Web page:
The League on Friday filed a no-confidence motion to put an end to the government it formed with the anti-establishment M5S, with the aim of triggering new elections as soon as October and making Salvini Italy’s new leader.

“The League and M5S have been diverging in their vision for too long, on matters that are fundamental for the country,” the far-right party said in a statement.

“This government’s only option is to let Italians have their say.”

But the plan has been slammed by other parties, whose support the League would need in parliament for the vote to succeed.

Former Democratic Party (PD) leader Matteo Renzi, who still wields strong influence over his centre-left party, said on Sunday going back to the polls just when the government is due to start preparations for the 2020 budget would be “crazy”.

M5S leader Luigi Di Maio also said on Sunday that triggering a government crisis now was “foolish and dangerous”.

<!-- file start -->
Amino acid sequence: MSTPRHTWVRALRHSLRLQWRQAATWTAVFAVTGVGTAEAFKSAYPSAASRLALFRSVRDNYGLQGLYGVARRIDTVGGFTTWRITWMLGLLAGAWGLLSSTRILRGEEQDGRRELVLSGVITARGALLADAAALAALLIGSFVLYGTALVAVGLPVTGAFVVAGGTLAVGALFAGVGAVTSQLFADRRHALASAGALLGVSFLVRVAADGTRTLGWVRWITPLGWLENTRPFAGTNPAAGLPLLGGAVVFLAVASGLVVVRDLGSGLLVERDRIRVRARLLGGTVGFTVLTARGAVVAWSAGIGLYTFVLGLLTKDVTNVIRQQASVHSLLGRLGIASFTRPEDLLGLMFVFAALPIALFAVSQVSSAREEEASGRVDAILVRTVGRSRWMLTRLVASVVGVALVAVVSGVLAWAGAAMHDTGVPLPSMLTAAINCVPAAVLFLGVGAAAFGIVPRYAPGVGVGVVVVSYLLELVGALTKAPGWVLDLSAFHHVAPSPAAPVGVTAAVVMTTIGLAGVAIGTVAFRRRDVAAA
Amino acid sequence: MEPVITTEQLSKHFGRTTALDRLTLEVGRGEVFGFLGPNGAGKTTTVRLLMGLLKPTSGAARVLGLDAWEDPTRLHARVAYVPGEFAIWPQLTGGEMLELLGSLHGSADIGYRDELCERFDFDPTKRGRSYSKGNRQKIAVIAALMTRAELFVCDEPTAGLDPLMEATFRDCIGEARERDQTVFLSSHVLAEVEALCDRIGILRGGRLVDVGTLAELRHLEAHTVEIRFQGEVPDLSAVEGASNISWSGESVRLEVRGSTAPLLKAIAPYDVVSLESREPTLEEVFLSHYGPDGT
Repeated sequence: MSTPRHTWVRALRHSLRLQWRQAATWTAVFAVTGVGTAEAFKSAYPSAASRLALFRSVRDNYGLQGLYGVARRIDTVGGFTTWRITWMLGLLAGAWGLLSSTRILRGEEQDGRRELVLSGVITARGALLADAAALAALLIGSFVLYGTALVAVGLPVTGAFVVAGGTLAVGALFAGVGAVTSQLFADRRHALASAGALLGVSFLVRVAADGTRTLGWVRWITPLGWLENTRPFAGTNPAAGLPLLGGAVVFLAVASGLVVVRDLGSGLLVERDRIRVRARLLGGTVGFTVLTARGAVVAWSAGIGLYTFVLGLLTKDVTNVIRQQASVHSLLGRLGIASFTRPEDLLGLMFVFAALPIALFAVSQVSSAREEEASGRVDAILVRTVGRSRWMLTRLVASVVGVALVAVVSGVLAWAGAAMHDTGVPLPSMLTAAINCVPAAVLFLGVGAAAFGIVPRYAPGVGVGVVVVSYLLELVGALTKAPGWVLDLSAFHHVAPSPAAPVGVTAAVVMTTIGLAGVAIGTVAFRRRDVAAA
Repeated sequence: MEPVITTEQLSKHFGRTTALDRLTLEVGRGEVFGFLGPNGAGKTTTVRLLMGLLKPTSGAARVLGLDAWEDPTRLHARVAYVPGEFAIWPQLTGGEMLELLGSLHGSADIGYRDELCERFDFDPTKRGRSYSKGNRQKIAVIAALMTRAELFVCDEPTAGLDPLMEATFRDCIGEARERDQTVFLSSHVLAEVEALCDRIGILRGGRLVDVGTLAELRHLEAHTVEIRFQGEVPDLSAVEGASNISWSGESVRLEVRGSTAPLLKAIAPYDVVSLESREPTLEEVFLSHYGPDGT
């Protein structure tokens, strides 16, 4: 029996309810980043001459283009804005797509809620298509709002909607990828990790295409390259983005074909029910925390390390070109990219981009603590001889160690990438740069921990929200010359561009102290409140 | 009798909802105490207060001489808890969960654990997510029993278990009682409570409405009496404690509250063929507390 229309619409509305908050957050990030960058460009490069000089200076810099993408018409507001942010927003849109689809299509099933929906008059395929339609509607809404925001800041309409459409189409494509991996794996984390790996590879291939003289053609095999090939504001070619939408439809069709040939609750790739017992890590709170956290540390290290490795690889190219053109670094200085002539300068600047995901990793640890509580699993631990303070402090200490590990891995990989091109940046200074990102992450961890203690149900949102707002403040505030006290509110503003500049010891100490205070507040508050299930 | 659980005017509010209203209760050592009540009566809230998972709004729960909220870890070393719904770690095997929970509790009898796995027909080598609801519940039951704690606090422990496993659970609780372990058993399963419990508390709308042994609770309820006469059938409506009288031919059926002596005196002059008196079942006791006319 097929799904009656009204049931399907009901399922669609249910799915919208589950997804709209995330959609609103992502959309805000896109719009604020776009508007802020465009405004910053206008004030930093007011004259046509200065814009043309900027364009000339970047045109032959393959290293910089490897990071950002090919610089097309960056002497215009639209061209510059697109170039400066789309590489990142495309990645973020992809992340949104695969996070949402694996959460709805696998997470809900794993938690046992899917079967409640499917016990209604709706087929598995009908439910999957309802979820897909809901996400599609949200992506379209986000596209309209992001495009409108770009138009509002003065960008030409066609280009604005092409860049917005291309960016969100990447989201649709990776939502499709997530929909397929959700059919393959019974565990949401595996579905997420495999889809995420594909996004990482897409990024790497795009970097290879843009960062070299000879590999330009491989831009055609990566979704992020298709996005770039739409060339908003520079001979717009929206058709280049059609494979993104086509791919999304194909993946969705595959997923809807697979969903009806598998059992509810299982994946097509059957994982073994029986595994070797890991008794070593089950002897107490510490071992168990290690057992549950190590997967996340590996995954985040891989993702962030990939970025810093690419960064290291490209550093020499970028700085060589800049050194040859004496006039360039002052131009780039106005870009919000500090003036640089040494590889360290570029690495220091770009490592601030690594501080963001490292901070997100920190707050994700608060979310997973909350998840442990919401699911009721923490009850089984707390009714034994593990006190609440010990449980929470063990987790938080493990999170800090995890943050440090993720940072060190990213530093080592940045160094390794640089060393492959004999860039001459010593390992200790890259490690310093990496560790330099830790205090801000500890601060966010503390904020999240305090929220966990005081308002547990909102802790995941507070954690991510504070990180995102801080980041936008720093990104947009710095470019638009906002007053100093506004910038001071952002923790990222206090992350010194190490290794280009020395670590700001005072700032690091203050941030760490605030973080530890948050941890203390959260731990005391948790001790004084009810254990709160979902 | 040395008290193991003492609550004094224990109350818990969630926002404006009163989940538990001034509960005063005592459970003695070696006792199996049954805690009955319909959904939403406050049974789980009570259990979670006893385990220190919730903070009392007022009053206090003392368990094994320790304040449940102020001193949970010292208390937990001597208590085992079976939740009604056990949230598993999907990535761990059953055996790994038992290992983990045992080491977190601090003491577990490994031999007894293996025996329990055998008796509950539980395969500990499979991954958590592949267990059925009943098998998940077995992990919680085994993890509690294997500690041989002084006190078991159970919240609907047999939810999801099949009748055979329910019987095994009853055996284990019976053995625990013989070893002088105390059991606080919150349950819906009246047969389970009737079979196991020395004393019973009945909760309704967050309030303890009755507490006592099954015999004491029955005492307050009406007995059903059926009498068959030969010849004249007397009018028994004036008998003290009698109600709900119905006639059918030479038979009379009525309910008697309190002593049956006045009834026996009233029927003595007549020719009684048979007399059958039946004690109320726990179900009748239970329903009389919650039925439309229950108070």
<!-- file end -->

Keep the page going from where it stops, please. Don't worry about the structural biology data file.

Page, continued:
Meanwhile, Prime Minister Giuseppe Conte demanded that Salvini “justify” his decision to provoke a political crisis.

Conte, who had held separate talks with Salvini and President Sergio Mattarella as the crisis deepened, said in a statement that the interior minister does not summon parliament and is not able to dictate the steps of the political crisis.

Only Mattarella has the power to dissolve parliament and he may be unwilling to do so ahead of preparatory work in September for the 2020 budget, which must be presented to parliament and the European Commission the following month.

He could try instead to form a new government from the existing legislature before resorting to an election.

Both houses of parliament are currently on recess for the holidays and are not due back until September.

Local media reported that the Senate could convene as early as August 20 to declare the end of the government, with the dissolution of parliament possible in the following days.

According to Italy’s constitution, new elections would then have to be held within 70 days.